The angst was understandable to a degree. The Sixers were coming off a 19-win season and missed the playoffs for the second year in a row. The previous offseason, Hinkie traded Jrue Holiday to New Orleans for Nerlens Noel and a first-round pick, neither of whom had played for the team yet. Now there was Embiid, who not only would be on the shelf for the entirety of his first season, but whose foot injury was considered career threatening. (They also traded down then selected Dario Saric No. 12, knowing it would take at least two years for him to join the club as well.)

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To suggest this was by design is to ignore the circumstances surrounding the Embiid selection. First and foremost, the Sixers were known to covet Andrew Wiggins in the draft, and might've landed him in a parallel universe. Embiid likely would've been the top pick were it not for his injury, and the Bucks were said to like Jabari Parker, the combination of which would've caused Wiggins to fall. Or even assuming Embiid's injury, had the Sixers not been screwed by the very lottery system they've been accused of trying to game and awarded the Cavaliers the first pick, the Bucks would've chosen No. 1 by virtue of having the worst record and presumably taken Parker, and then the Sixers, now going second, get Wiggins.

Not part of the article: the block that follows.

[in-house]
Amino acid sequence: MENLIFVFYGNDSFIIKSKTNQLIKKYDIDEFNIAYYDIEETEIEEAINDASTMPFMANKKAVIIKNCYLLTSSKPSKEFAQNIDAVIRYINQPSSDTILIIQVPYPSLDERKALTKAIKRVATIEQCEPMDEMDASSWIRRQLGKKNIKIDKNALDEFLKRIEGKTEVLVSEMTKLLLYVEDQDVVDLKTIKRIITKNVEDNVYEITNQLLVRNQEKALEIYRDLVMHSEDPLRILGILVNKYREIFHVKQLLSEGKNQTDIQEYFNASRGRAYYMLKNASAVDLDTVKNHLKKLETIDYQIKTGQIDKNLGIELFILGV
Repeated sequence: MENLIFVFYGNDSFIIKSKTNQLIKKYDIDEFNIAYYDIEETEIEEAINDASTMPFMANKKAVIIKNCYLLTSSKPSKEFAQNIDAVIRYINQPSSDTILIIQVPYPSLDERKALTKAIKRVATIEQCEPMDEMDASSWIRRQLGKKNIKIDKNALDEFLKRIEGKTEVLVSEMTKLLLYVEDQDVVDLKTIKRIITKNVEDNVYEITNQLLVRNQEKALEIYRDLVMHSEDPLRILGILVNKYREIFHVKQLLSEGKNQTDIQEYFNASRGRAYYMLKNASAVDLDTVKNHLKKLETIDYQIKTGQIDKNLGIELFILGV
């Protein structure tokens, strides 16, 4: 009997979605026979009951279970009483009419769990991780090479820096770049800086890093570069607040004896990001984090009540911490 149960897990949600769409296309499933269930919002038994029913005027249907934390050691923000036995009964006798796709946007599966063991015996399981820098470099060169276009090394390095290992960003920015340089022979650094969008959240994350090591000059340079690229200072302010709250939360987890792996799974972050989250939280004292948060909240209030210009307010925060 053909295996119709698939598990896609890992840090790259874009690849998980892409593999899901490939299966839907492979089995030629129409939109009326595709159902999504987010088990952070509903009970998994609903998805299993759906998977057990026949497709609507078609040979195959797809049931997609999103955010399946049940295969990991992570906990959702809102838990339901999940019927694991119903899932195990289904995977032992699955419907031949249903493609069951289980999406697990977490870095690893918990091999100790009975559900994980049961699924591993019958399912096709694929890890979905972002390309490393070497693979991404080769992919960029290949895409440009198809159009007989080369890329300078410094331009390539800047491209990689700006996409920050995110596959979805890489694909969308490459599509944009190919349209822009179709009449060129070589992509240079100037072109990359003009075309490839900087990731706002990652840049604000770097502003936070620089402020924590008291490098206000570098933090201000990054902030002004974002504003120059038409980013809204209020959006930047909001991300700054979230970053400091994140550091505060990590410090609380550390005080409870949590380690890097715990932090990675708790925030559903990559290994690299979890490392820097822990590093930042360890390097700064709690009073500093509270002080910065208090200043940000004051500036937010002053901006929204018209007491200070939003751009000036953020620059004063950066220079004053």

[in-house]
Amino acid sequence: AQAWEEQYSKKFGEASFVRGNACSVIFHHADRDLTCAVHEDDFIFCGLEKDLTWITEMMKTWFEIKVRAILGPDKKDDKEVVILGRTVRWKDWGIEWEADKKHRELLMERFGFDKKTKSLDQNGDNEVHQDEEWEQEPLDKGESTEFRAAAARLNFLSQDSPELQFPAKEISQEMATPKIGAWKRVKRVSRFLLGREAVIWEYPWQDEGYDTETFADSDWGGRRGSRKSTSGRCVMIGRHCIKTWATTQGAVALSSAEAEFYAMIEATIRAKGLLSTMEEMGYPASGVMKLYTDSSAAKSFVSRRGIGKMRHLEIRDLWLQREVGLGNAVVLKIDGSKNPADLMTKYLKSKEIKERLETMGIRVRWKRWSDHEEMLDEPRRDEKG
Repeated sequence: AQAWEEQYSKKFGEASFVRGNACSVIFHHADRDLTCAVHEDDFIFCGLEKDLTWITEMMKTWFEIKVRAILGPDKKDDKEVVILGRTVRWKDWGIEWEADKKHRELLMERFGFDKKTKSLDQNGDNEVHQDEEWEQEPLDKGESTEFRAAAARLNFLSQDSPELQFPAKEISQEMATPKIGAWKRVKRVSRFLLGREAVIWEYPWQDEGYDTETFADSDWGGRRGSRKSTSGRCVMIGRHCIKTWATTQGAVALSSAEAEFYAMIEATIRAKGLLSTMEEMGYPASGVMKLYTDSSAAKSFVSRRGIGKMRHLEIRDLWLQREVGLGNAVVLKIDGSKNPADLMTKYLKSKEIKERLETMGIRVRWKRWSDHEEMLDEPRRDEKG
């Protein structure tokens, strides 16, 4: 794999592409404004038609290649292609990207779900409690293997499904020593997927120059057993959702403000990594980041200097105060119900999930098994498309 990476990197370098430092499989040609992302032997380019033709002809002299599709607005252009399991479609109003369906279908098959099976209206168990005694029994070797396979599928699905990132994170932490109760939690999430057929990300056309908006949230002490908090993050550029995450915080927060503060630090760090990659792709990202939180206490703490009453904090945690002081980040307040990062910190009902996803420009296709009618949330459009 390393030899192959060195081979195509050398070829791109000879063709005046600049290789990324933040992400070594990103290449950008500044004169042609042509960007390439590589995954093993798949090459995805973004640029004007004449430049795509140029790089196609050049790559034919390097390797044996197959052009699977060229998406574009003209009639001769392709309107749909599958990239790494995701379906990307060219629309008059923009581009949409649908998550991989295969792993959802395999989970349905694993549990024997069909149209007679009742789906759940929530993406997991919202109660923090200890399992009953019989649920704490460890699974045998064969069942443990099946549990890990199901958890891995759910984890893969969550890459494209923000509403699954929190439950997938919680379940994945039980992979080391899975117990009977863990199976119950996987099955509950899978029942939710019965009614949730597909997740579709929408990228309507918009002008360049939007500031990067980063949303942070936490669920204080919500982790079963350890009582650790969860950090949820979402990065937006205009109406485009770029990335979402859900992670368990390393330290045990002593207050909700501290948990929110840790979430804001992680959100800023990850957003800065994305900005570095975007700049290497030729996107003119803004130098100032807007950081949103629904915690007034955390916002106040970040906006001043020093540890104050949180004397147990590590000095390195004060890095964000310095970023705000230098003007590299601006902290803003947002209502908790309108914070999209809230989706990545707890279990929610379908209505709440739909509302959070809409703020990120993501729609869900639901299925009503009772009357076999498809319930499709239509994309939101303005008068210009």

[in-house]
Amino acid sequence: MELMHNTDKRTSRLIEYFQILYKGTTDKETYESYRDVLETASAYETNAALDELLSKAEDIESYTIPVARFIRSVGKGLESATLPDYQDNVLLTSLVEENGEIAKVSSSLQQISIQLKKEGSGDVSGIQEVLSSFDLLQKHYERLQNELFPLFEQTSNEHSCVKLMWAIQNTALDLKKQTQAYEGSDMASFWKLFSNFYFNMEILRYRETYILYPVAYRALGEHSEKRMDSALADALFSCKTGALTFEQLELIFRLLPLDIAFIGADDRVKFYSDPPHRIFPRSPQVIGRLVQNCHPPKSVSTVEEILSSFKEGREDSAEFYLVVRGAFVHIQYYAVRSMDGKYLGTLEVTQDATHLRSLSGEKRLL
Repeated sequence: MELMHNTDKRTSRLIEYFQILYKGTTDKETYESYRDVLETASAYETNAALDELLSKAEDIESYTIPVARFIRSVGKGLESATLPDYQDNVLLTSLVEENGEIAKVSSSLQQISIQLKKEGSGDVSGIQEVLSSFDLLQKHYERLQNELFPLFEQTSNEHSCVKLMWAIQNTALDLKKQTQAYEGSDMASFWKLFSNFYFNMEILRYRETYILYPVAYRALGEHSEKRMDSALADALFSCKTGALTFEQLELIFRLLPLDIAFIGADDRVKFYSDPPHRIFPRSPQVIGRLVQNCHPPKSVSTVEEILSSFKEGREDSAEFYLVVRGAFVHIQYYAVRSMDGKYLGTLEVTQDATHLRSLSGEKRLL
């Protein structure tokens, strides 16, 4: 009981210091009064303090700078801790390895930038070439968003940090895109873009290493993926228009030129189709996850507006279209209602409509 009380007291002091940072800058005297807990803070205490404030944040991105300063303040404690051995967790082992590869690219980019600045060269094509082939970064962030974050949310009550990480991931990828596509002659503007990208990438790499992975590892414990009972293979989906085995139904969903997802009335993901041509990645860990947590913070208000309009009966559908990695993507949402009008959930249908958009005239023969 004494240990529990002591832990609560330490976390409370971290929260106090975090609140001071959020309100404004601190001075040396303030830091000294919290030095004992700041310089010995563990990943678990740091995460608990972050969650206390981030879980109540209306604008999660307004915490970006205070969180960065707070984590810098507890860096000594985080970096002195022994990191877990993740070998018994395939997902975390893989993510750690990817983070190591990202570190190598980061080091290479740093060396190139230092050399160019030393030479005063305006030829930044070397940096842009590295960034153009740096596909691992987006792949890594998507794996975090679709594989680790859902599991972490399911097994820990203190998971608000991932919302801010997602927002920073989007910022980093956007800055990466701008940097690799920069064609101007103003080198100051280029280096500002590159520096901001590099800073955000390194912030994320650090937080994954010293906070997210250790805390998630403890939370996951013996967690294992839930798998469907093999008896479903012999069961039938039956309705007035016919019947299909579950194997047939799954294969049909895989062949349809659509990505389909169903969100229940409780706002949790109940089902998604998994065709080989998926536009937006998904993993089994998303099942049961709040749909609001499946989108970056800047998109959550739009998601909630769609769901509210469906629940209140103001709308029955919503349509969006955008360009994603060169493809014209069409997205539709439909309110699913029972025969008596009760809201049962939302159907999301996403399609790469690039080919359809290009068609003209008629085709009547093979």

Instead, the Sixers wound up with Embiid, a decision that wasn't as bold as it might seem in retrospect. Again, this was the consensus top prospect in the draft prior to the foot issue, a 20-year-old kid drawing comparisons to 12-time All-Star and two-time NBA champion Hakeem Olajuwon. This was a potential generational athlete, and everybody after him was just a guy. The stupid thing, arguably, would've been for Hinkie to pass when the Dante Exums and Julius Randles of the world probably weren't going to make the Sixers significantly better anyway — certainly not in the short-term, perhaps never without that one prize piece.

Even if Embiid never played, being exceptional was well worth the risk.

Who knows how the rebuilding process would've changed if the Sixers wound up with Wiggins or even Parker, although it's probably safe to assume Hinkie's process would've been different. There might've been a greater effort or urgency toward surrounding an actual blue-chipper with even the slightest bit of help. Regardless of what may or may not have been, it takes quite a leap to conclude Hinkie preferred things fall this way.